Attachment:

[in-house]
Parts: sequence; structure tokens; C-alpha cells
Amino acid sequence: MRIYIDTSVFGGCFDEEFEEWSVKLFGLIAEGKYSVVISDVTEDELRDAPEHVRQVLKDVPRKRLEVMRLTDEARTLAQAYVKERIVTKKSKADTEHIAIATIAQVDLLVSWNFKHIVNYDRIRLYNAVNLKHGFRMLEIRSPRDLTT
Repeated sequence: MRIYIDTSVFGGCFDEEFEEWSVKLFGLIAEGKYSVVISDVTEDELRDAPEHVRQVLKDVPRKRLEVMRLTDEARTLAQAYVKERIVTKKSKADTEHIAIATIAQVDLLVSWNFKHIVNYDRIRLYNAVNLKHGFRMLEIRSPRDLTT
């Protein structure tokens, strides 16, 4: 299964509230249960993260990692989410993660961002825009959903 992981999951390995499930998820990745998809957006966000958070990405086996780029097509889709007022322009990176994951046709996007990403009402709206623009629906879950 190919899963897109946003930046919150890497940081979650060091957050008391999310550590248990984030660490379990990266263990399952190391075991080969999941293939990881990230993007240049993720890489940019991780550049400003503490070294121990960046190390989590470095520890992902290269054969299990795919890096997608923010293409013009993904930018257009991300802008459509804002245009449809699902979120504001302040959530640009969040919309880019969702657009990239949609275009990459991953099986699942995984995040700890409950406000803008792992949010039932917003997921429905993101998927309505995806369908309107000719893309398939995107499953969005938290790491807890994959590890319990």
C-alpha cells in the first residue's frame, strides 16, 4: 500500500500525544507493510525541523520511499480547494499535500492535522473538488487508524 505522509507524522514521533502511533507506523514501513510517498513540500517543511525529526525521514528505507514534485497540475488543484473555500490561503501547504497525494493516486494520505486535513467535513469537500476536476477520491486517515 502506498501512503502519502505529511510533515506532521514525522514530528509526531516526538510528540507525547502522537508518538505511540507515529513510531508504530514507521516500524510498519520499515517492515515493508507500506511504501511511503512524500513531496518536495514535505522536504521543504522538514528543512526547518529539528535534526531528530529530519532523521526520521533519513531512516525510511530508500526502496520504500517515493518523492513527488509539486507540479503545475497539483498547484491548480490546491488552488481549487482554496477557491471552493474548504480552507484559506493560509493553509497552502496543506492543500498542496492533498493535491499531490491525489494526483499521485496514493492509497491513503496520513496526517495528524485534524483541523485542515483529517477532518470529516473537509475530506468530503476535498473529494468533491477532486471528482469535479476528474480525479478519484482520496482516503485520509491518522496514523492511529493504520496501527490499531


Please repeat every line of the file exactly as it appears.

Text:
[in-house]
Parts: sequence; structure tokens; C-alpha cells
Amino acid sequence: MRIYIDTSVFGGCFDEEFEEWSVKLFGLIAEGKYSVVISDVTEDELRDAPEHVRQVLKDVPRKRLEVMRLTDEARTLAQAYVKERIVTKKSKADTEHIAIATIAQVDLLVSWNFKHIVNYDRIRLYNAVNLKHGFRMLEIRSPRDLTT
Repeated sequence: MRIYIDTSVFGGCFDEEFEEWSVKLFGLIAEGKYSVVISDVTEDELRDAPEHVRQVLKDVPRKRLEVMRLTDEARTLAQAYVKERIVTKKSKADTEHIAIATIAQVDLLVSWNFKHIVNYDRIRLYNAVNLKHGFRMLEIRSPRDLTT
């Protein structure tokens, strides 16, 4: 299964509230249960993260990692989410993660961002825009959903 992981999951390995499930998820990745998809957006966000958070990405086996780029097509889709007022322009990176994951046709996007990403009402709206623009629906879950 190919899963897109946003930046919150890497940081979650060091957050008391999310550590248990984030660490379990990266263990399952190391075991080969999941293939990881990230993007240049993720890489940019991780550049400003503490070294121990960046190390989590470095520890992902290269054969299990795919890096997608923010293409013009993904930018257009991300802008459509804002245009449809699902979120504001302040959530640009969040919309880019969702657009990239949609275009990459991953099986699942995984995040700890409950406000803008792992949010039932917003997921429905993101998927309505995806369908309107000719893309398939995107499953969005938290790491807890994959590890319990």
C-alpha cells in the first residue's frame, strides 16, 4: 500500500500525544507493510525541523520511499480547494499535500492535522473538488487508524 505522509507524522514521533502511533507506523514501513510517498513540500517543511525529526525521514528505507514534485497540475488543484473555500490561503501547504497525494493516486494520505486535513467535513469537500476536476477520491486517515 502506498501512503502519502505529511510533515506532521514525522514530528509526531516526538510528540507525547502522537508518538505511540507515529513510531508504530514507521516500524510498519520499515517492515515493508507500506511504501511511503512524500513531496518536495514535505522536504521543504522538514528543512526547518529539528535534526531528530529530519532523521526520521533519513531512516525510511530508500526502496520504500517515493518523492513527488509539486507540479503545475497539483498547484491548480490546491488552488481549487482554496477557491471552493474548504480552507484559506493560509493553509497552502496543506492543500498542496492533498493535491499531490491525489494526483499521485496514493492509497491513503496520513496526517495528524485534524483541523485542515483529517477532518470529516473537509475530506468530503476535498473529494468533491477532486471528482469535479476528474480525479478519484482520496482516503485520509491518522496514523492511529493504520496501527490499531